Saturday, February 23, 2013

A poem, a case of Scotch and a sledgehammer

What will you leave behind when you’re gone? A loving family? A life of good works? Don’t forget your dirty socks. Mean letters to the phone company. Pens that don’t work. I’ve spent a week cleaning out an old man’s closets, so I've had time to think about this stuff.

As you may remember, we became the unofficial caretakers for our neighbor Andy, who has Alzheimer’s Disease and finally moved to an assisted-living facility. His house, sitting empty, needs to be sold. The gentleman who holds Andy’s power of attorney is elderly himself, so Graeme and I are tasked with putting the house on the market. First, we have to clean it out.

The place is only 15 years old, but Andy’s life as a bachelor, compounded by his mental decline, took its toll—stained carpet, grimy walls, long-term leaks. He was a tinkerer, so when his memory started to go, and something started to beep, he took it apart. The smoke alarms and dimmer switches are in pieces. There’s nothing left of the security system but a hole in the wall.

As with any man who wasn’t a monk, Andy’s house is full of stuff. Every scrap meant something to him once, but nobody else sees much of any value here. How should we dispose of his worldly goods? A garage sale? Goodwill? The dump? A family member ought to be here, making these decisions. I shouldn’t be the one going through his underwear drawer.

God help me.

Andy was an intensely private man. He never invited us into his home (or his life) until he got sick. From the bottles in his medicine cabinet, I learn about his aches and pains. From his books, I find that he struggled with depression, just like me. Also like me, he started many a journal, only to lose interest after a couple of days. The notebooks are perfectly good, once you rip out the first few pages. I hope someone does the same for me one day.

If Andy’s thoughtful side surprised me, so does his fondness for the poem “Desiderata.” He kept copies in every room of the house. For someone who couldn’t resist an argument, Andy must have needed a reminder to “go placidly amid the noise and haste, and remember what peace there may be in silence.”

Along with this poem, I also found multiple copies of Andy’s favorite cartoon, a man in an office, peeing on a desk. The caption: “I quit!” That’s more like the man I knew.

If we were family, I’d sit and go through his photo albums. We’d set up the slide carousels and watch a show. But we don’t recognize any of these faces. Neither does Andy. In the end, he forgot his own wife, the love of his life, who died in 1988. I found her picture in a drawer. Andy’s sister, who is still alive, told me over the phone that she’ll take any family photos without Andy in them. She and her brother weren’t close, as you can surmise.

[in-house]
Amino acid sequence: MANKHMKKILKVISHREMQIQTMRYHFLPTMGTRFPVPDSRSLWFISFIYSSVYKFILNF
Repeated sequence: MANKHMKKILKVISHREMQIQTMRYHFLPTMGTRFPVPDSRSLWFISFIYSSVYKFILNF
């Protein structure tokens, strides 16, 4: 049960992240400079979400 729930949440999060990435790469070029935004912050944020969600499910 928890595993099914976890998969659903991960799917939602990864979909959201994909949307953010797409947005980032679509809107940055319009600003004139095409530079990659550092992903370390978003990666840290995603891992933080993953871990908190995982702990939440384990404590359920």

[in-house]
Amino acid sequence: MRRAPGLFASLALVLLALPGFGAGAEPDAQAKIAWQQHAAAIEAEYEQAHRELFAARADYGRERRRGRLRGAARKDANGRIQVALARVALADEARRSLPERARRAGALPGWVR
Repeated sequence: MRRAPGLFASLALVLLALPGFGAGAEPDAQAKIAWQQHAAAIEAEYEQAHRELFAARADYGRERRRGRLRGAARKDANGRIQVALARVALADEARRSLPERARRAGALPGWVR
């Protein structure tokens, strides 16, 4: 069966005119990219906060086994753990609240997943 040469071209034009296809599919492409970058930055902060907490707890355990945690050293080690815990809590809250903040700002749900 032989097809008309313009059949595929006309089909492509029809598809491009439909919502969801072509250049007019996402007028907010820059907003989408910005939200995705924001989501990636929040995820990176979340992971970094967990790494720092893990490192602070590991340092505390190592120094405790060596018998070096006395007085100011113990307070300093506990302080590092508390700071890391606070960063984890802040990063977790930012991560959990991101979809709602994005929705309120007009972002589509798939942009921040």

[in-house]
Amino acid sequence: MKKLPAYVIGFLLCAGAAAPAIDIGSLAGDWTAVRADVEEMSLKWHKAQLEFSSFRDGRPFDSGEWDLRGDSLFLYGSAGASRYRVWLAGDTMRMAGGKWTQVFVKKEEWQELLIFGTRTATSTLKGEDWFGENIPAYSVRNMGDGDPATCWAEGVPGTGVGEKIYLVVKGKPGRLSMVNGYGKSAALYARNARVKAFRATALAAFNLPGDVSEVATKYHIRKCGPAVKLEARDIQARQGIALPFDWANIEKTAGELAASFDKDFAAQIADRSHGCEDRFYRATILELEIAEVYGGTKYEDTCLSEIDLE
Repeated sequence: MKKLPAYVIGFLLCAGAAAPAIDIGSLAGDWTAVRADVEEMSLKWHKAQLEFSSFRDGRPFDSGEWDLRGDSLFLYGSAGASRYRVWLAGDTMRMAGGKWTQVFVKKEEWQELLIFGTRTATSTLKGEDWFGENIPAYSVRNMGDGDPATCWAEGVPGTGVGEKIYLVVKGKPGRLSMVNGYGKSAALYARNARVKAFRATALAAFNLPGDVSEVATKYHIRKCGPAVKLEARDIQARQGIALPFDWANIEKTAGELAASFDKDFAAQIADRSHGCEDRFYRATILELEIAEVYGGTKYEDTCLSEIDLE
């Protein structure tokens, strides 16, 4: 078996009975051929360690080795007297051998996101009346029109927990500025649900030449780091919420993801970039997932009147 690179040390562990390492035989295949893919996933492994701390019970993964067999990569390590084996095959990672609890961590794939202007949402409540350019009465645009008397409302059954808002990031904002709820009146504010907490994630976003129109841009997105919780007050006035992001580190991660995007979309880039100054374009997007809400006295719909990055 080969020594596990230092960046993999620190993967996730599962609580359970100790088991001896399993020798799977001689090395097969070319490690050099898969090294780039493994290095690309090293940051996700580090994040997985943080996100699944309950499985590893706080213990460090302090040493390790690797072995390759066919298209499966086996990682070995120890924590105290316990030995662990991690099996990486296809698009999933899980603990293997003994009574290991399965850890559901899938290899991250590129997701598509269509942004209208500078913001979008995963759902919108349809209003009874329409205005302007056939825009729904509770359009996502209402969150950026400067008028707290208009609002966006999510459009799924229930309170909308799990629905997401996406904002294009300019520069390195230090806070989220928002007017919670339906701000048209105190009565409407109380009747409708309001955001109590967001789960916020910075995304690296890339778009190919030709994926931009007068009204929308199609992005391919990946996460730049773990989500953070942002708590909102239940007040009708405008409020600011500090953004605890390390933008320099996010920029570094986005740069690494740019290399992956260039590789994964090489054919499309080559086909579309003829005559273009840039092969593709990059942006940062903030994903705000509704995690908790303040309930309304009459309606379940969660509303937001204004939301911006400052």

The other night, my sister and her kids helped me empty out Andy’ office. My niece, a budding photographer, found a dusty 35mm camera. (You know, “the old kind, with film.”) I loved the idea of passing on a piece of Andy’s history—his passion—to the next generation, so Callie took it home, the start of her antique camera collection.

My nephew unearthed a strongbox. It was heavy, and it rattled when we shook it. What treasures did Andy keep locked inside? (FYI, if you don’t have a key, try the little ones that came with your luggage.) Inside the box were home movies. Reels and reels. Maybe they’re X-rated. Maybe they’re better angles on the Zapruder film. We’ll never know, because the movie projector is lost, and so is the director.

In a closet, we also discovered a suitcase and a filing cabinet, both locked. I understand how Geraldo must have felt, opening Al Capone’s safe—Andy’s secrets were a Playboy collection and dozens of bottles of booze. I thought he only drank beer, so why did he keep a case of Seagram’s in a drawer, gathering dust? We’ll never know.

So many mysteries in this house. What’s the giant pot of dirt doing in the bathroom? When did the rack of clothes fall off the wall in the closet? (And how long did Andy keep hanging his shirts on the floor?) How did he sleep with so many weapons under his pillow? In the sheets, I found a hunting knife, a hammer, a monkey wrench and a crowbar. Under the bed were three more knives, an axe, a sledgehammer and a set of hedge clippers. (We took away the rifles after Andy shot the mattress.)

It breaks my heart to think of a tough guy like Andy, huddled in the dark with his wrench. “Do not distress yourself with imaginings,” his favorite poem said. “Many fears are born of fatigue and loneliness.”

Andy always told me he only wanted to be left alone. He got his wish.

Thanks to him, I’ve gone back and reread “Desiderata” several times. This is the part I want to remember:

Whatever your labors and aspirations,
in the noisy confusion of life, keep peace with your soul.
With all its sham, drudgery and broken dreams,
it is still a beautiful world.
Be careful. Strive to be happy.